On a usage level, stick to plain/text instead of resending the same stuff yet again as html. And refrain from using email as a general purpose file transfer service. That really buggers up the storage.
On a procedure level, be careful what automated stuff you send around, what it looks like and whether the recipient(s) really need all that (deleting takes time so might not happen and then there's another little bit more to store until eternity), and of course how you structure your internal mailing lists and such. Some companies get so much "to everyone" emails supposedly written by humans that they have no need for automatic report generators to get flooded with non-spam crud.
On a policy level, teach the users proper email quoting and maybe a bit of "think before writing". A little thought early on could easily save many, many reiterations of increasingly frustrated exchanges of emails that, read between the lines, really only ask "but what did you mean, really?"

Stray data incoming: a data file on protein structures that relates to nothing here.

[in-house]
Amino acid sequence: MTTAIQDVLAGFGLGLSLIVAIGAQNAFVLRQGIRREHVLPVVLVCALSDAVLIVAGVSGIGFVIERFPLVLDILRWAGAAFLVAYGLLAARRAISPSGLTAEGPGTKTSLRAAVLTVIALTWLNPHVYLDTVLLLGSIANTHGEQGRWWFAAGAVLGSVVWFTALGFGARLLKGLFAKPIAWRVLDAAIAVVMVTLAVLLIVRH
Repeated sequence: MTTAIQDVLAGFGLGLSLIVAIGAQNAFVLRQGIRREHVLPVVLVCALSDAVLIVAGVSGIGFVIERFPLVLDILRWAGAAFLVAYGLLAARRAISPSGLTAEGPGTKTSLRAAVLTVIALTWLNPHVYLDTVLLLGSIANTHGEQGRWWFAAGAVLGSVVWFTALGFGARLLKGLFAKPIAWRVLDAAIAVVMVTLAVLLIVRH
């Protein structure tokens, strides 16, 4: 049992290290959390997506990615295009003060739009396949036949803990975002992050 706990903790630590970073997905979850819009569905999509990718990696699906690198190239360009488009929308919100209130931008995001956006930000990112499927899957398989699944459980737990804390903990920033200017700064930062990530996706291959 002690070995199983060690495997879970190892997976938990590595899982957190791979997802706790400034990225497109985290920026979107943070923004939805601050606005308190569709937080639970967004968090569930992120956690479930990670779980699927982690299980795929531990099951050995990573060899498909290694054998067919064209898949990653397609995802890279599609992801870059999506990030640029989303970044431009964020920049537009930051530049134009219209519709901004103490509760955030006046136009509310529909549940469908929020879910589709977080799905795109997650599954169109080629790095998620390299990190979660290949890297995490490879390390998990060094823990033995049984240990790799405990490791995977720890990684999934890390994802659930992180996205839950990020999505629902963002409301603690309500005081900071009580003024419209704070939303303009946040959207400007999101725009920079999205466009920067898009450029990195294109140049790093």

Put another way, write *for* the readership, not *at* them. It's been said that most "communication" inside companies is about how bad we communicate. That's low-hanging fruit right there.
On a taking it further level, a course in writing (and English or whatever the lingua franca of the company is) could improve readability of emails even more, further reducing the volume and leaving more time for each individual email, reducing the need to back-and-forth and with more time left to do actual work, possibly even upping the productivity.
Personally I never had a storage problem for my own email even before I got out of a job because the job was "being the BOFH". Like I said, not getting sent crap means not having to store it. The one guy hogging most of the storage was the guy insisting on using outhouse express (last user of any mailclient from that vendor in the company, too) for his 30k-odd and >>>>2GB mailbox (single folders, anything else was too hard) which micros~1 explicitly had documented as "don't do that", yet he would hear not of reason.